Well, one of the biggest weekends on the 2019 pop cultural calendar is officially behind us, and all over America, fanboys and haters alike are hashing out their differences.
Both Avengers: Endgame and Game of Thrones' Battle of Winterfell saw the deaths of some beloved characters, but GoT being GoT, it's not surprising that some viewers expected even more carnage.
Obviously, the remainder of this article is dark and full of spoilers (We miss you already, Melisandre.), so proceed no further if you have yet to watch Game of Thrones Season 8 Episode 3.
(Which was surprisingly not titled "The Battle of Winterfell," but is instead officially known as "The Long Night.")
The stakes and the expectations for the episode could not have been much higher.
It was the most expensive Game of Thrones to date with a whopping 85-minute runtime.
Marketing materials promised the longest continuous battle sequence in film or television history.
From a narrative standpoint, the episode would conclude the Night King/White Walker storyline that was set into motion in the show's very first scene.
Fans hoped the installment would also deliver some big-time emotional payoff and set the stage for the series' final three episodes.
On some of those promises, the show inarguably delivered (that was certainly one very lengthy battle), but others ... maybe not so much.
On Twitter, complaints were plentiful -- granted, that's always the case with Twitter, but the response to "The Long Night" seemed even more mixed than usual.
One of the primary beefs was the fact that the episode very much lived up to its name.
It was long, and it was very, very dark. Literally.
Many viewers complained that they had difficulty following the action due to the low lighting.
Others complained of jump cuts and the visual anonymity of the combatants.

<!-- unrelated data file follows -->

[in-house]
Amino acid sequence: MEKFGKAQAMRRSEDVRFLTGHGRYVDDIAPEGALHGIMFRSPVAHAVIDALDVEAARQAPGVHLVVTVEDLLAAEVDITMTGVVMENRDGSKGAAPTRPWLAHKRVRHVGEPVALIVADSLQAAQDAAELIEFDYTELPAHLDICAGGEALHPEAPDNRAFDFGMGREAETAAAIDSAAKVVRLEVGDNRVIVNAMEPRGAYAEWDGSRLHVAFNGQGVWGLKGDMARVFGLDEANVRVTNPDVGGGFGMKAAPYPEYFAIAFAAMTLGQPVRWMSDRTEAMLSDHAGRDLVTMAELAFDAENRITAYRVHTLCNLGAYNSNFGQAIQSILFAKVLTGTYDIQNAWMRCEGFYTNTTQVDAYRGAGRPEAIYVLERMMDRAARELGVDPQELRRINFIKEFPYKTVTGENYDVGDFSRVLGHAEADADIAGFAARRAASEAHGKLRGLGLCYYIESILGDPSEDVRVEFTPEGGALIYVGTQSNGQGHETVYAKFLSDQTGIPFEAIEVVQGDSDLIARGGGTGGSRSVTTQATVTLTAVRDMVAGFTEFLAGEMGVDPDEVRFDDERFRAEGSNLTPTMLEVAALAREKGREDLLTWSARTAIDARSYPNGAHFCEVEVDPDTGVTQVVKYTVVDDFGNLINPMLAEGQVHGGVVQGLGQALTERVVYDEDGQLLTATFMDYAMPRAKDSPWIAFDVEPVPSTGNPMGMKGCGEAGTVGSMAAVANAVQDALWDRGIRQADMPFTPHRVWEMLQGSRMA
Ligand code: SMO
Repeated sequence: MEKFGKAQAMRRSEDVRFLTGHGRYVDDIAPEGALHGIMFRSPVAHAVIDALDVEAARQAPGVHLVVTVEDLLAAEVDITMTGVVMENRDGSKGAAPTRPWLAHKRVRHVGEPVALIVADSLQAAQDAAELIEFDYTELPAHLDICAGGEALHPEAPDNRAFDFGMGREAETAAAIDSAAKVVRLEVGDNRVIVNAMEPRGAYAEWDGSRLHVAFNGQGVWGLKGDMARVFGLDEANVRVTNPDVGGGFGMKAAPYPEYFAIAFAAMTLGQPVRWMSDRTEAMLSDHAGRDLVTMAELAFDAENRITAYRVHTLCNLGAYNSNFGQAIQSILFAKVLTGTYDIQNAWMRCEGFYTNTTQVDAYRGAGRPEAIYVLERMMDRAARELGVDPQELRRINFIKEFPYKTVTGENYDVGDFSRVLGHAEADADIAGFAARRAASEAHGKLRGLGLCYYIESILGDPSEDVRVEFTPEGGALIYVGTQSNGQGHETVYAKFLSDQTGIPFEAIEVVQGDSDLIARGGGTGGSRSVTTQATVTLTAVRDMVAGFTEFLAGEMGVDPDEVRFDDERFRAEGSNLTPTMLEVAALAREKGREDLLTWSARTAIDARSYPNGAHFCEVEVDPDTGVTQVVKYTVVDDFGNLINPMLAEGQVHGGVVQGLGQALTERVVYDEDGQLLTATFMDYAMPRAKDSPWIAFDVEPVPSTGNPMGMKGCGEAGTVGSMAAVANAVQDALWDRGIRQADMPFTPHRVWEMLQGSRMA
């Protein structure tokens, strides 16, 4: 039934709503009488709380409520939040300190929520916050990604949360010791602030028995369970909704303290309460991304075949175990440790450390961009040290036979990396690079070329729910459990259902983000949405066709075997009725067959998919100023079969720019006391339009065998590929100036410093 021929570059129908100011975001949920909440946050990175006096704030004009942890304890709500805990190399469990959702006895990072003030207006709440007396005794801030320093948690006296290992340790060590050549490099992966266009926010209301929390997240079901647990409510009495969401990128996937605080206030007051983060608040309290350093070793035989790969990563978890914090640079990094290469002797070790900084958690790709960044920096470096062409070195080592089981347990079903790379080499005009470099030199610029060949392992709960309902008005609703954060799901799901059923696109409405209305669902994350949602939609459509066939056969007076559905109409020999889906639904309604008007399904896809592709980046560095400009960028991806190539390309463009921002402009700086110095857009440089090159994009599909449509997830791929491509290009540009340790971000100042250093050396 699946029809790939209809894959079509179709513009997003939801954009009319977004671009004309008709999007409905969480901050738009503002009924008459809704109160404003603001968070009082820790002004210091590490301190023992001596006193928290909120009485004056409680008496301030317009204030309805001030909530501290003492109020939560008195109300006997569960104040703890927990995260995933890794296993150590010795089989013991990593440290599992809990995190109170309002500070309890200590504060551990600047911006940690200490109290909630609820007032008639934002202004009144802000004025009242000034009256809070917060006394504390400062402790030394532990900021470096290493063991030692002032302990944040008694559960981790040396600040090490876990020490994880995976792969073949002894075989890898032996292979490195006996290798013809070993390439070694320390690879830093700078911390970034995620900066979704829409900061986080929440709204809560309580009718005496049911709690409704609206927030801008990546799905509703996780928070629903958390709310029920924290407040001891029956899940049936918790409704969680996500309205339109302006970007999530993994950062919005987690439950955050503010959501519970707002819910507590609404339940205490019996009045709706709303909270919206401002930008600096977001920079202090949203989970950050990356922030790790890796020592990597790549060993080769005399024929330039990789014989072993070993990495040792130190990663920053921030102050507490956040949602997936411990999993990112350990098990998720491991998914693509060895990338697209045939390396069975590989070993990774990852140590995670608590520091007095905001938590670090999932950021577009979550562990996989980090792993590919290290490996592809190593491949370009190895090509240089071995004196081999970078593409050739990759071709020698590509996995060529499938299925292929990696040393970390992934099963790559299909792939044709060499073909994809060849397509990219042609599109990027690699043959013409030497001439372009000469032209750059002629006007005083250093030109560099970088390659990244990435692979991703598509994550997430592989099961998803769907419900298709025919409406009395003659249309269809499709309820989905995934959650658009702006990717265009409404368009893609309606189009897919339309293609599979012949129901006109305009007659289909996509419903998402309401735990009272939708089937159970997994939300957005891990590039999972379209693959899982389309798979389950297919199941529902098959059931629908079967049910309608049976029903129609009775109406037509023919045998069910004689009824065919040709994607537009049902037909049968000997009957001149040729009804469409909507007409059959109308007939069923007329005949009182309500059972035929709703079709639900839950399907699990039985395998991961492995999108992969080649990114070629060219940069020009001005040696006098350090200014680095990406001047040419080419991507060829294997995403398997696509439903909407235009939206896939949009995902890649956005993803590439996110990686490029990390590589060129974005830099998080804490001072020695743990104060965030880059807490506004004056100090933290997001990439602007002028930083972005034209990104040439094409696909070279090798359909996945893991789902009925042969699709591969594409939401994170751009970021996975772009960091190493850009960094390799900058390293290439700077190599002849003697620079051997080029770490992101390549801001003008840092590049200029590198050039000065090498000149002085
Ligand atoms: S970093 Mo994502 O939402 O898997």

Yes, it made sense that the dueling armies were all attired so similarly, but combined with shadowy motif, this often made it difficult to tell who was swinging the sword and who was being cut down.
Speaking of violent death, some fans felt there just wasn't enough of it.
Or more accurately, they felt more top-tier characters should have met their demise.
Sure we lost Jorah Mormont, Theon Greyjoy, Lyanna Mormont, Melisandre, and the Night King, but this is a show that's never been shy about offing major players, and with just three episodes remaining, fans understandably expected the Battle of Winterfell to reduce them to sobbing shells of their former selves.
That might sound like an unpleasant experience, but it's part of what's kept us coming back to Westeros for the past eight years, and for many viewers, "The Long Night" lacked the emotional gut punch they had been simultaneously dreading and hoping for.
But the most serious concerns might have to do with the direction of the series from here.
As thrilling as it was to see Arya reduce the Night King and his army to a pile of shards, it was an ending that raised more questions than it answered.
Presumably, the remaining episodes will focus on the battle for the Iron Throne, but as a villain, is Cersei any match for an undead king with an army of zombies?
Is there any way to rescue the remaining episodes from feeling an anti-climactic afterthought?
Game of Thrones has always been a series that trafficked in surprises, but the biggest surprise of all might be showrunners David Benioff and D.B. Weiss pulling off a conclusion that will leave the majority of the show's viewership feeling satisfied.
Of course, with the emotional sadism these two have demonstrated over the years, that may not be the ultimate goal.